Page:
But asked if the border policy was bad for Trump politically, Reed suggested core supporters remain on the president's side. He said the group's members are "more than willing to give the president and his administration the benefit of the doubt that this is being driven by a spike in people crossing the border, a combination of existing law and court decisions require this separation, and the fact that the Democrats refused to work with the administration to increase judges so that this can be dealt with more expeditiously." Trump on Tuesday mocked the idea of hiring thousands of new judges, asking, "Can you imagine the graft that must take place?"
Worried that the lack of progress on his signature border wall will make him look "soft," according to one adviser, Trump has unleashed a series of tweets playing up the dangers posed by members of the MS-13 gang — which make up a minuscule percentage of those who cross the border. He used the loaded term "infest" to reference the influx of immigrants entering the country illegally.
As the immigration story becomes a national flashpoint, Trump has been watching the TV coverage with increasing anger, telling confidants he believes media outlets are deliberately highlighting the worst images — the cages and screaming toddlers — to make him look bad.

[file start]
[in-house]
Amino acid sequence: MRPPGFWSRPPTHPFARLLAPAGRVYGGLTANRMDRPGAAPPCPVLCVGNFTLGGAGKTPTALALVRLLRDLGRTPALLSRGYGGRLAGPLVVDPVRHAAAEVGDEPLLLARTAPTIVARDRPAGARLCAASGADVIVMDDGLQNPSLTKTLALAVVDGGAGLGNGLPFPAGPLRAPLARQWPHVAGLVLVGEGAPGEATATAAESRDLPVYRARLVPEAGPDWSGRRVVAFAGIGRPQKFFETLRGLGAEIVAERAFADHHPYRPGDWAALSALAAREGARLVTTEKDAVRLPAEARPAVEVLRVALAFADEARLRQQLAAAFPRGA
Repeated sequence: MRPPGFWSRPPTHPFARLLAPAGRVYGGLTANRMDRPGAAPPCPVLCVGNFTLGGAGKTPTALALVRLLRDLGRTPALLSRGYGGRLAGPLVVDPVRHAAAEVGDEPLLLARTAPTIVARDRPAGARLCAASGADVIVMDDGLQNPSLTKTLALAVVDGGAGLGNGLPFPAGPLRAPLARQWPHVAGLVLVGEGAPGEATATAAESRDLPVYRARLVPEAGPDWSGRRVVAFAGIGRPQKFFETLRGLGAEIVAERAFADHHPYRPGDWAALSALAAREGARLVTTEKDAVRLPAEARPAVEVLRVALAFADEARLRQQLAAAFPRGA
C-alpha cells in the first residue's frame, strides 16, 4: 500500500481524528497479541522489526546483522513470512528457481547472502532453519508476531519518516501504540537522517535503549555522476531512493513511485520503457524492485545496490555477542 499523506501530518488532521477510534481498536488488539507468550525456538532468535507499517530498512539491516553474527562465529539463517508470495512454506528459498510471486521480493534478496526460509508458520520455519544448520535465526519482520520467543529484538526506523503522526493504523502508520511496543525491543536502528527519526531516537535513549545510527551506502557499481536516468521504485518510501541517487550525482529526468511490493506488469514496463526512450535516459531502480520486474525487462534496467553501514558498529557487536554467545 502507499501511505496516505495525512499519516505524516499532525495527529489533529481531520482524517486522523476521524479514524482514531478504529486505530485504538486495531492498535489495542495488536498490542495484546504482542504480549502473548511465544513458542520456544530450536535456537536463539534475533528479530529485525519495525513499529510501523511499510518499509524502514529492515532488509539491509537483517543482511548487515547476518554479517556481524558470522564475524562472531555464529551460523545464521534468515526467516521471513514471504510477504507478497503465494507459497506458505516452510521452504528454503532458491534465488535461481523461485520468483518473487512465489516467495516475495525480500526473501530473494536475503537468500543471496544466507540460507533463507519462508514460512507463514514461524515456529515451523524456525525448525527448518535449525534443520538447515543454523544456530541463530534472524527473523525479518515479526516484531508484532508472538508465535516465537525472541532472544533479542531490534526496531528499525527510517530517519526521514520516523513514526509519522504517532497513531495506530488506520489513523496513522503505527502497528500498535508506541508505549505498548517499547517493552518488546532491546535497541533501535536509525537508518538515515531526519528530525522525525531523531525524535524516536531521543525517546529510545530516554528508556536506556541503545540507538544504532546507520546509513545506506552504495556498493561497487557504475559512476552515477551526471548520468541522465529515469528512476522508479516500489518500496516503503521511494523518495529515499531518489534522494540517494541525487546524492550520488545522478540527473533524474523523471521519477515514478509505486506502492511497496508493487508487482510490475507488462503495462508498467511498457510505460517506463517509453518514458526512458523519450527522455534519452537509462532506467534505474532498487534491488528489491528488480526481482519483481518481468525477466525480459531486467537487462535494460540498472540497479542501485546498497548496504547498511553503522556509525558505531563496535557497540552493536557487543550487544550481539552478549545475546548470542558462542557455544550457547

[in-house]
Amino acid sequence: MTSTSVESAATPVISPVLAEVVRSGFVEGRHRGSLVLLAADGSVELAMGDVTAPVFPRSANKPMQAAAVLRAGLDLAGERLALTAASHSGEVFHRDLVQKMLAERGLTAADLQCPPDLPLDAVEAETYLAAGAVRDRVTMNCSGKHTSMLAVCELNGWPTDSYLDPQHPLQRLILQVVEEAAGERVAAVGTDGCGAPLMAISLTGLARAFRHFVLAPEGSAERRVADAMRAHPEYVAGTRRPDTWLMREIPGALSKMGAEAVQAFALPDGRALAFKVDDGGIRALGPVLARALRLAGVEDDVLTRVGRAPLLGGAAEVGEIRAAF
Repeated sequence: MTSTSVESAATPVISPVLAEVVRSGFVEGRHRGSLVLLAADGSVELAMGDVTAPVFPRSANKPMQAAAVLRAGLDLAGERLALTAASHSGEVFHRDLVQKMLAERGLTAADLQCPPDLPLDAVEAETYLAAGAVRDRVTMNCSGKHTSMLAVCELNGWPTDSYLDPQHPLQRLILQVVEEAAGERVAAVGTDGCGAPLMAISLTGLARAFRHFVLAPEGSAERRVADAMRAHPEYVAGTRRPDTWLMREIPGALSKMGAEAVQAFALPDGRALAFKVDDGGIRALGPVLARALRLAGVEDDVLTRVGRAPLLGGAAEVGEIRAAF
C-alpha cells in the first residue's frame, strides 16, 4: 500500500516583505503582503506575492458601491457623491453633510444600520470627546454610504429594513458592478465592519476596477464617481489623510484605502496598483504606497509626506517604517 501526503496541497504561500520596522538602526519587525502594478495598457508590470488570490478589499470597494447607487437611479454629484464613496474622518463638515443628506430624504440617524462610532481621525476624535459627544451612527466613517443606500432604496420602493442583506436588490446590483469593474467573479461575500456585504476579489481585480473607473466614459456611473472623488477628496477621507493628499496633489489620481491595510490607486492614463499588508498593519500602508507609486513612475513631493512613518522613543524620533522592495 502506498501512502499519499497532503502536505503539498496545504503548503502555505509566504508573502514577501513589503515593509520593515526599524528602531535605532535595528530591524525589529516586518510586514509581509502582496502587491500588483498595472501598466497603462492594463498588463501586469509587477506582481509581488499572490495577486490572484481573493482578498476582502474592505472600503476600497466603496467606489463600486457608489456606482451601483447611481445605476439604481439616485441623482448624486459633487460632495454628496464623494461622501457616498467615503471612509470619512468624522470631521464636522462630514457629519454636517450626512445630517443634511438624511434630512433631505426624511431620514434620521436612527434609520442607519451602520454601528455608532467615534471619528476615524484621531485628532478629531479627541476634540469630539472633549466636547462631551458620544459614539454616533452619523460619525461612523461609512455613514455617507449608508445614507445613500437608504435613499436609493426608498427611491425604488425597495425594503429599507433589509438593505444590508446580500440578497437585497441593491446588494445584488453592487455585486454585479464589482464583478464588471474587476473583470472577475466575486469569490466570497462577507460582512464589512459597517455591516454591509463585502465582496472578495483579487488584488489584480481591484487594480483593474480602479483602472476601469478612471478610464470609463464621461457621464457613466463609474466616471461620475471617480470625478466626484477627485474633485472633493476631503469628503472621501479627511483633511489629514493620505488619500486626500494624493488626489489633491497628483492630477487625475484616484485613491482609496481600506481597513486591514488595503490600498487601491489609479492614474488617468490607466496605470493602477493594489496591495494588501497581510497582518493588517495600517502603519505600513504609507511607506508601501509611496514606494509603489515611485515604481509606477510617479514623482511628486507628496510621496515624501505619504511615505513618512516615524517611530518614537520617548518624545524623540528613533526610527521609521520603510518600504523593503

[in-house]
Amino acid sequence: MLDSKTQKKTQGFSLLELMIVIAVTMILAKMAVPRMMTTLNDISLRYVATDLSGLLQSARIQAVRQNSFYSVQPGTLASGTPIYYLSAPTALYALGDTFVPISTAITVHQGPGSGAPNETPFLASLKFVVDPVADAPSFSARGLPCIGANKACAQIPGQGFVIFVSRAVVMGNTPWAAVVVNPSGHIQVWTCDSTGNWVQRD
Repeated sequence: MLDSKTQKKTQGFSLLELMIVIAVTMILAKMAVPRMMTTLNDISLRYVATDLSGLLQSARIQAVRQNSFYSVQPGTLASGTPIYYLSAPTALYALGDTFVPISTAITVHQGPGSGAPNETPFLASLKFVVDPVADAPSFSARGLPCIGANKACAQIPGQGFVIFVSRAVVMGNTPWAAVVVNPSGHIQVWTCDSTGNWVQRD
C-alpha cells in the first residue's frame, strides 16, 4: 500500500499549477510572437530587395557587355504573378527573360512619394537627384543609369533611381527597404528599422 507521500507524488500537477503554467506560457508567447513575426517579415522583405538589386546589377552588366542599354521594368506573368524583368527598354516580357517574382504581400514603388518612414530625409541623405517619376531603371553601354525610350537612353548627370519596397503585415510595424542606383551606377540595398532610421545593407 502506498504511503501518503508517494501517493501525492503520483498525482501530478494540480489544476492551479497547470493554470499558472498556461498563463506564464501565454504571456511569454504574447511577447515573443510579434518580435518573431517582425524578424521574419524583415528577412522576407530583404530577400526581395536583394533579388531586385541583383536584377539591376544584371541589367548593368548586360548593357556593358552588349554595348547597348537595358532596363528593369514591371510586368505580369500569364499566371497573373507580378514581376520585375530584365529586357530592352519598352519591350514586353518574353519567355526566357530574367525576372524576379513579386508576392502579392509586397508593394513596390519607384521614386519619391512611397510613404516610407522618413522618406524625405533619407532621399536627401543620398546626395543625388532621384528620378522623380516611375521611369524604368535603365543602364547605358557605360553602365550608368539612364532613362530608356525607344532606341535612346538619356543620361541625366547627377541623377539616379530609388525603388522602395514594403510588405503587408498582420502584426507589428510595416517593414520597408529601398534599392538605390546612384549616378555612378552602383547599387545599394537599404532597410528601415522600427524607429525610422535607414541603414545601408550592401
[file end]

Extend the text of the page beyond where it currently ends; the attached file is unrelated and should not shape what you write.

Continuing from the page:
The president has long complained about his treatment by the media, but his frustrations reached a boiling point after he returned from his Singapore summit with North Korea's Kim Jong Un to face news reports questioning his negotiating skills. He said to one adviser that the media had not given him enough credit after the summit and was continuing to undermine him on immigration, according to a person familiar with the conversation but not authorized to speak publicly.
On Tuesday, Trump argued that sticking by his policies was a winning political strategy as he took a fresh shot at Democrats.
"They can't win on their policies, which are horrible," he said. "They found that out in the last presidential election."
Associated Press writers Zeke Miller and Matthew Daly contributed to this report.